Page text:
“The city is focused on proper participation, prevention of contaminated materials, and enhanced participation (of) households that currently don’t participate,” Adams said. “On average, 70 percent of households regularly participate in recycling.”
He said while the city is currently not fining residents for most violations, if warnings are an insufficient deterrent, city officials could levy fines against offenders.
Adams said the collection trucks have counters that determine how many lifts each trash, recycling, and yard waste truck performs with respect to the maximum number of households on a route.
“Our cost for service is based on the maximum number of households, for all of the services that happen,” Adams said. “It is important that all of our citizens participate, because that is what we are paying for. We have to pay for the maximum amount of participation, regardless of whether they participate or not.”
Residents can make recycling easier, and more convenient, Adams said, if they have smaller containers inside their house to sort the waste stream into three components: trash, recyclables, and returnable beverage containers.
Recyclable materials should be clean, Adams said. He added that residents can use their dishwashers to clean recyclable cans, glass bottles and plastic food containers before placing them in a collection bin.
He said household waste in the gray carts must be in trash bags, but recyclables should not.
The original gray and green carts were supplied to residents as part of a sanitation millage, Adams said. Property owners of homesteads and rental units should call the city and lease a new cart if the original is missing or damaged.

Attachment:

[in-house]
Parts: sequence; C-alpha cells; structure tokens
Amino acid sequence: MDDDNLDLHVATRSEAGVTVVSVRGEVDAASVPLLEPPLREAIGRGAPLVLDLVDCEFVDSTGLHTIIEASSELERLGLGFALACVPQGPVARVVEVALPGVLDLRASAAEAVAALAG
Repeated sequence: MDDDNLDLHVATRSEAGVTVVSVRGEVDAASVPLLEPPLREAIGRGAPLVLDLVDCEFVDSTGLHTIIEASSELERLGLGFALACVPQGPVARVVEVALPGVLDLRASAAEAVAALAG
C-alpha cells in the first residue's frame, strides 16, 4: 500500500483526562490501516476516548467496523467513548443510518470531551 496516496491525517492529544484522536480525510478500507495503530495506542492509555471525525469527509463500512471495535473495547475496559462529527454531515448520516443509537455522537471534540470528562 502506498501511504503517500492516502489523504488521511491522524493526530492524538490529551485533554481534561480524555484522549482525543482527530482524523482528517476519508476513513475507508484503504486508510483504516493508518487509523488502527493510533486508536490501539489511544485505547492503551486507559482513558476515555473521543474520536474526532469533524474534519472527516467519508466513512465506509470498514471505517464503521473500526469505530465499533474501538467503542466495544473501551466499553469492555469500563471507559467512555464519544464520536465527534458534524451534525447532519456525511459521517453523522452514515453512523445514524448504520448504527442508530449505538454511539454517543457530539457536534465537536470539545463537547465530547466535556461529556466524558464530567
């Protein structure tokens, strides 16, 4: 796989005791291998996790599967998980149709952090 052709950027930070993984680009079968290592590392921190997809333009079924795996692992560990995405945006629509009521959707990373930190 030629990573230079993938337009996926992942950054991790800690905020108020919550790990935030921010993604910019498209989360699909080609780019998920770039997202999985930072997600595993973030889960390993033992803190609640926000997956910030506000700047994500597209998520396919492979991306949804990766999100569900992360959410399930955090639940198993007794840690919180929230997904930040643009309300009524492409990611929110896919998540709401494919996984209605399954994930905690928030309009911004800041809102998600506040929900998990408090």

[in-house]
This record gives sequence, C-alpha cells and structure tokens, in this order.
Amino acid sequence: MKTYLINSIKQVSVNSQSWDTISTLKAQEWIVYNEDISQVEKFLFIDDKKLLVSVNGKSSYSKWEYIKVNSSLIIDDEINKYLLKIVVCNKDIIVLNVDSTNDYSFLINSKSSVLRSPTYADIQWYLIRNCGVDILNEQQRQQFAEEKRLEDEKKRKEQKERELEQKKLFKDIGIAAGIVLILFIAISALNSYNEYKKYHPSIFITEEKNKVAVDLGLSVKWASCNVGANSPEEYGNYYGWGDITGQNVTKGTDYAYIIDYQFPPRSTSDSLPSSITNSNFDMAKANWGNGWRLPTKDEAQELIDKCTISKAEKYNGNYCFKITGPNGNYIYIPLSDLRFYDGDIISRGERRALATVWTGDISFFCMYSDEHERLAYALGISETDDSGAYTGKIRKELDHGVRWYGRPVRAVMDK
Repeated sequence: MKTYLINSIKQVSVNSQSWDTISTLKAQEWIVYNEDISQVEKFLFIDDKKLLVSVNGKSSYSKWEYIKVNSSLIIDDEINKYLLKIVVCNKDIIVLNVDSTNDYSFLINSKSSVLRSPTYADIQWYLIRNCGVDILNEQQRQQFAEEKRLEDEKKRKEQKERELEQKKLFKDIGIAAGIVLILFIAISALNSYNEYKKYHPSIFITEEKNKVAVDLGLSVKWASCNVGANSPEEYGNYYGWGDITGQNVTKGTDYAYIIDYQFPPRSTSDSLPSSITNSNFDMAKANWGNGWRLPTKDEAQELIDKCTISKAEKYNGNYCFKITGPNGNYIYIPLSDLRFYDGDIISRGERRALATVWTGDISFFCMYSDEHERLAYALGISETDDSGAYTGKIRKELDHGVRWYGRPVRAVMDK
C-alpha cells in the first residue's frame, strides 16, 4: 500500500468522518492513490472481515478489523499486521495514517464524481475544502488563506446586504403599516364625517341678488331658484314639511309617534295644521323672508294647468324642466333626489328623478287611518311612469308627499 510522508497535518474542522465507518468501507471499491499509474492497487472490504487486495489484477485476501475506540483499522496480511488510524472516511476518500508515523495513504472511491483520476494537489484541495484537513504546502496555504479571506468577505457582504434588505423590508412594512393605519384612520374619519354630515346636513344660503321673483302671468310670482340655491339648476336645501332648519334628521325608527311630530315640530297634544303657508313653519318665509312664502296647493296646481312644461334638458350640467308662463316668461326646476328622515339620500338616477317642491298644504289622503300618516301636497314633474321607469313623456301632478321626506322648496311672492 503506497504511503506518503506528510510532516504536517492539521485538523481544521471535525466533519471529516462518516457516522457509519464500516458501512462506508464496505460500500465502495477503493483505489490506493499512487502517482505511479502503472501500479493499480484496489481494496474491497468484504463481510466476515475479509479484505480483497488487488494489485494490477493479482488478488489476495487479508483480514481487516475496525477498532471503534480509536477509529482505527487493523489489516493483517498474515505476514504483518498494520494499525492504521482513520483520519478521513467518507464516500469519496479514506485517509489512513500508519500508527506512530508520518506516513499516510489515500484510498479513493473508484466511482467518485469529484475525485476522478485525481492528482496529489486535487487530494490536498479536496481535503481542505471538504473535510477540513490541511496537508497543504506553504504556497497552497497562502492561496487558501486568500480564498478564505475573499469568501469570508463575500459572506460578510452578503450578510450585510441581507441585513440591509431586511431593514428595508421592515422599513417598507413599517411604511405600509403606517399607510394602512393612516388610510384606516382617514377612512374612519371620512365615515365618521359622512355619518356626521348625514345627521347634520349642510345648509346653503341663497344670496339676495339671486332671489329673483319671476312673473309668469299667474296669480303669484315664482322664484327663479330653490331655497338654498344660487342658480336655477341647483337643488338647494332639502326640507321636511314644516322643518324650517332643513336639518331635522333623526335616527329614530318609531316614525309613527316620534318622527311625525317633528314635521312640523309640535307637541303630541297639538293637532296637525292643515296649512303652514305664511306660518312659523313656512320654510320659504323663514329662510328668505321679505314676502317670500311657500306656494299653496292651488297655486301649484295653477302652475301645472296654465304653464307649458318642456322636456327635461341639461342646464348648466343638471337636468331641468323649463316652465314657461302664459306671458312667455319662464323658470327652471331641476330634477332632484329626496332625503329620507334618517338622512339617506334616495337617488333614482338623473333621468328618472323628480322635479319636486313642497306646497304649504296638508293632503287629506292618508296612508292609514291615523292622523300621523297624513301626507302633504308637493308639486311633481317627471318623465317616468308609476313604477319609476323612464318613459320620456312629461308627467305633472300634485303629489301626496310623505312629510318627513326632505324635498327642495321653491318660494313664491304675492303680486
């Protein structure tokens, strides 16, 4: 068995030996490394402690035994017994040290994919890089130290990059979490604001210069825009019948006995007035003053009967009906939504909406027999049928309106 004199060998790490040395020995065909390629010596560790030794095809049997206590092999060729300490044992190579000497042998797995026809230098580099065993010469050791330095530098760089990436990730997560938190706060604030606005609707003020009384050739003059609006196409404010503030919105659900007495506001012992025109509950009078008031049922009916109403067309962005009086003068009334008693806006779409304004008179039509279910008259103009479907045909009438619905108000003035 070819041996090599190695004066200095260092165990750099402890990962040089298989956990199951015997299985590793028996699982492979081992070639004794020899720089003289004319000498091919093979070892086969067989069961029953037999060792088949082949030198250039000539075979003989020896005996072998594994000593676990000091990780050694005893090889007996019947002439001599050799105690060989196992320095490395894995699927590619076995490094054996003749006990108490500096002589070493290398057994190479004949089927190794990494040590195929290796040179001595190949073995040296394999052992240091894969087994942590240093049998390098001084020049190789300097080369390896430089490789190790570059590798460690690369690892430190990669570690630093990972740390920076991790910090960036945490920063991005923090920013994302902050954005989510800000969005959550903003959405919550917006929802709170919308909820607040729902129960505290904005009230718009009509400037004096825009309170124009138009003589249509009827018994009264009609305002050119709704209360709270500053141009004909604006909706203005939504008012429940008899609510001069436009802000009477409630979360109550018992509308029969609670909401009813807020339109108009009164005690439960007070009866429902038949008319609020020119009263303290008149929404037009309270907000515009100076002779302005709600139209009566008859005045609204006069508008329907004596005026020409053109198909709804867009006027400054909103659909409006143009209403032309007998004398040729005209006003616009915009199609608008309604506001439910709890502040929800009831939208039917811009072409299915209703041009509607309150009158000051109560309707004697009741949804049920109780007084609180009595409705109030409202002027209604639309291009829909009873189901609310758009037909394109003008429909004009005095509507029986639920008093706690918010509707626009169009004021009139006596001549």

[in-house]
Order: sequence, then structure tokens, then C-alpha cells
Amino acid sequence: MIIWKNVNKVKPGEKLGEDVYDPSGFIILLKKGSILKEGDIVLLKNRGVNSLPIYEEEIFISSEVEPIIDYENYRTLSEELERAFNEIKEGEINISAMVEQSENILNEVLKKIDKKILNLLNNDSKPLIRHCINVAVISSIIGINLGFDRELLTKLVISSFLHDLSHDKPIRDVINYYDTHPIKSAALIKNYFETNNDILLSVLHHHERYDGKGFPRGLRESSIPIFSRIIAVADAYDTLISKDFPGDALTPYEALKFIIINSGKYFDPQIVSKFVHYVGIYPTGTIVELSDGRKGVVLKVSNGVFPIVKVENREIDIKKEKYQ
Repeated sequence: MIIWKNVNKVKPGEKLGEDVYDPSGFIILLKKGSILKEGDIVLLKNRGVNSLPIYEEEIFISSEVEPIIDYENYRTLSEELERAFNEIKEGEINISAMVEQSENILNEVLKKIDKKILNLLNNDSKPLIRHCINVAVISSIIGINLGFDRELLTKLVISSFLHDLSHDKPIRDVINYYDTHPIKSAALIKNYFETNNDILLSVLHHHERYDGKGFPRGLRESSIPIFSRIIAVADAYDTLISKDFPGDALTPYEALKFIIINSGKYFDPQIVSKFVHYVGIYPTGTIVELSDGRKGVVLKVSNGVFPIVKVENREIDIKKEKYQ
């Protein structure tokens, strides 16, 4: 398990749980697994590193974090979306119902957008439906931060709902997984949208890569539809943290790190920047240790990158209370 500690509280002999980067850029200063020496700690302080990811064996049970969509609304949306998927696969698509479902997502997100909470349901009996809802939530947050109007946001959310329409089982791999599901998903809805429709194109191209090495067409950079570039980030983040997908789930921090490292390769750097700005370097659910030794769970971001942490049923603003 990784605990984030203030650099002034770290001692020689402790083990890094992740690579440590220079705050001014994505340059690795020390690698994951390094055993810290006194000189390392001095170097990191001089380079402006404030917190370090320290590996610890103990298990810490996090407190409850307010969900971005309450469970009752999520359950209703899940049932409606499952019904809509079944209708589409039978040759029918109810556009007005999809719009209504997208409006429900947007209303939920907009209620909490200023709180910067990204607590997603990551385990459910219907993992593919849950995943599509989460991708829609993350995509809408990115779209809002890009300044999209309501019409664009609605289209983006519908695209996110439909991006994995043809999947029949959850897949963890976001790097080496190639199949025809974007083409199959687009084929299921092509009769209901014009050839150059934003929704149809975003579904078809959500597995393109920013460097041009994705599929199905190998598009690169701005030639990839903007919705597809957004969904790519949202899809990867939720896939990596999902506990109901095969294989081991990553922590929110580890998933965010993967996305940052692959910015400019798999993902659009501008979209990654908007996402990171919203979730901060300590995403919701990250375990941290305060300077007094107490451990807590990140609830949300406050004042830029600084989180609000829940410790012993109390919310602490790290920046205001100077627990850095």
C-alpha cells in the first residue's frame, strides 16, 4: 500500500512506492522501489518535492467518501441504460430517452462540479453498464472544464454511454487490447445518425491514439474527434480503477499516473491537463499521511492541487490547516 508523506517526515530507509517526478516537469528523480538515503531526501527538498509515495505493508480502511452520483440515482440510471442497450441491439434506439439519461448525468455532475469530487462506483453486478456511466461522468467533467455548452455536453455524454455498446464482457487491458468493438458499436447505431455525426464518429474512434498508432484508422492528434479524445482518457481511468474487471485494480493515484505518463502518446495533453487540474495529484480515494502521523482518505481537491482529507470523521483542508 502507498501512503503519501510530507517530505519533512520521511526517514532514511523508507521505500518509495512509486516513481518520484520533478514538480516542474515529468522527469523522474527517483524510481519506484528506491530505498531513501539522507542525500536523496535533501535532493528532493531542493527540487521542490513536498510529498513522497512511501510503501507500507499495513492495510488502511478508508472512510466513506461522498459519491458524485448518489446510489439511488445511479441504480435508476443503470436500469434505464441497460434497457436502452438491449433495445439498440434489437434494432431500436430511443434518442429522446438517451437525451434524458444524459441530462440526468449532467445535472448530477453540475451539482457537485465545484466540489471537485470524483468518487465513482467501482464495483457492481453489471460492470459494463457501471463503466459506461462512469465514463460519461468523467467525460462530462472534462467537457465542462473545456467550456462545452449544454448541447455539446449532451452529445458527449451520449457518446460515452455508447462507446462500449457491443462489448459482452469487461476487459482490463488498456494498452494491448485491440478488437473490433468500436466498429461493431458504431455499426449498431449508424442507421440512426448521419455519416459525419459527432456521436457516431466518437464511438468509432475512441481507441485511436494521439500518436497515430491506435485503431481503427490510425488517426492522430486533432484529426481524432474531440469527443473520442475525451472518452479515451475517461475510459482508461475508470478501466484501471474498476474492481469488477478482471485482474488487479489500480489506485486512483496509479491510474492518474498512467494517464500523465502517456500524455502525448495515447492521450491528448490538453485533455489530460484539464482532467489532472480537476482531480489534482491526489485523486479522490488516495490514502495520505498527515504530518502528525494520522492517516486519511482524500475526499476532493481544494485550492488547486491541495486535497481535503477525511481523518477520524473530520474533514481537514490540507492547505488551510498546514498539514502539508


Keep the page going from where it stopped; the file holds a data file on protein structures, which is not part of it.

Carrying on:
If residents occasionally have too many trash bags to fit into their gray cart, they may leave them next the cart on the easement. Once the first cartful is emptied into the truck, Republic Services employees will refill the cart with the remaining trash bags and empty the cart a second time.
Adams emphasized that residents who repeatedly have more should lease an additional unit. Additional gray trash or green recycling carts are available from the city by calling 313-943-2433, with a one-time lease fee of $55 per cart. The city delivers the cart to the resident, and subsidizes part of the actual cost, which is closer to $80. There is no extra cost for the weekly pick up of materials from an additional cart.
Adams said it is less expensive for the city to pick up recyclables every other week, based on typical usage, and if residents need more capacity, they should lease a second recycling cart.
Adams said that before the current recycling program with carts began, household recycling averaged 236.75 lbs. per year. Presently the average is 376.77 lbs per year per household.
“It is heartening to know that people do, for the most part, care about recycling, and that we have always been a leader community regarding recycling,” Laundroche said. “So the fact that we have these systems in place, there is no reason that we could not get up to 100 percent.”